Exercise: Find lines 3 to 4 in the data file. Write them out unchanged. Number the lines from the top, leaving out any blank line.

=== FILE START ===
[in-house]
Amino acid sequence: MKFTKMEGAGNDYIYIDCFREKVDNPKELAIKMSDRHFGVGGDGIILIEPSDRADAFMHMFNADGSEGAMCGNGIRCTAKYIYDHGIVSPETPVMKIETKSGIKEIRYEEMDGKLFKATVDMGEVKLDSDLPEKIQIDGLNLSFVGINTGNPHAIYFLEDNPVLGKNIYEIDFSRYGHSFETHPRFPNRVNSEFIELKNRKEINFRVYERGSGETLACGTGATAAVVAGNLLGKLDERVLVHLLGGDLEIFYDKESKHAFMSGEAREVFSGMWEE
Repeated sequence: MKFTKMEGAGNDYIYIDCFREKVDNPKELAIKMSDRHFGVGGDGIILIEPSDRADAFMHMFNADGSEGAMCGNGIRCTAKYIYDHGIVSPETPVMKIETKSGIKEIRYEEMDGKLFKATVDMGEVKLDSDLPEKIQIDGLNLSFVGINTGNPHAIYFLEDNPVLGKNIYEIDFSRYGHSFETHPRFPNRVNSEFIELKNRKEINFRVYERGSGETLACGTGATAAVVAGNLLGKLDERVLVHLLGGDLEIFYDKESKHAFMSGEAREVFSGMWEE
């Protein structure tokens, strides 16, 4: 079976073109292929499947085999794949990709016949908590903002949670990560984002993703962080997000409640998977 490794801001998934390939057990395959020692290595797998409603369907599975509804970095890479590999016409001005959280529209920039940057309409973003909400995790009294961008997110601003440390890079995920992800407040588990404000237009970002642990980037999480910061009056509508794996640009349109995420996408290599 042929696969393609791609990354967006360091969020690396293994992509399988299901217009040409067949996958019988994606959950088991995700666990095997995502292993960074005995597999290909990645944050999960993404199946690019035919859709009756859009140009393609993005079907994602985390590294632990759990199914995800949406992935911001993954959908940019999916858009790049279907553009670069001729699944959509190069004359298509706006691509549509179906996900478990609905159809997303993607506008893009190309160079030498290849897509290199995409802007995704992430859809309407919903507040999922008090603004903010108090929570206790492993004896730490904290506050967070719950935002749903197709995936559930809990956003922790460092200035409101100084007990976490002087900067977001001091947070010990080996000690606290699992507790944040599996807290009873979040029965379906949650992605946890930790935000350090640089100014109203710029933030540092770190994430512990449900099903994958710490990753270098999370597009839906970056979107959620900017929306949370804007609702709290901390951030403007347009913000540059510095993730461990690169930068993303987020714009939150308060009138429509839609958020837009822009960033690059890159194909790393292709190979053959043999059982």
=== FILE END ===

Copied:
Repeated sequence: MKFTKMEGAGNDYIYIDCFREKVDNPKELAIKMSDRHFGVGGDGIILIEPSDRADAFMHMFNADGSEGAMCGNGIRCTAKYIYDHGIVSPETPVMKIETKSGIKEIRYEEMDGKLFKATVDMGEVKLDSDLPEKIQIDGLNLSFVGINTGNPHAIYFLEDNPVLGKNIYEIDFSRYGHSFETHPRFPNRVNSEFIELKNRKEINFRVYERGSGETLACGTGATAAVVAGNLLGKLDERVLVHLLGGDLEIFYDKESKHAFMSGEAREVFSGMWEE
């Protein structure tokens, strides 16, 4: 079976073109292929499947085999794949990709016949908590903002949670990560984002993703962080997000409640998977 490794801001998934390939057990395959020692290595797998409603369907599975509804970095890479590999016409001005959280529209920039940057309409973003909400995790009294961008997110601003440390890079995920992800407040588990404000237009970002642990980037999480910061009056509508794996640009349109995420996408290599 042929696969393609791609990354967006360091969020690396293994992509399988299901217009040409067949996958019988994606959950088991995700666990095997995502292993960074005995597999290909990645944050999960993404199946690019035919859709009756859009140009393609993005079907994602985390590294632990759990199914995800949406992935911001993954959908940019999916858009790049279907553009670069001729699944959509190069004359298509706006691509549509179906996900478990609905159809997303993607506008893009190309160079030498290849897509290199995409802007995704992430859809309407919903507040999922008090603004903010108090929570206790492993004896730490904290506050967070719950935002749903197709995936559930809990956003922790460092200035409101100084007990976490002087900067977001001091947070010990080996000690606290699992507790944040599996807290009873979040029965379906949650992605946890930790935000350090640089100014109203710029933030540092770190994430512990449900099903994958710490990753270098999370597009839906970056979107959620900017929306949370804007609702709290901390951030403007347009913000540059510095993730461990690169930068993303987020714009939150308060009138429509839609958020837009822009960033690059890159194909790393292709190979053959043999059982």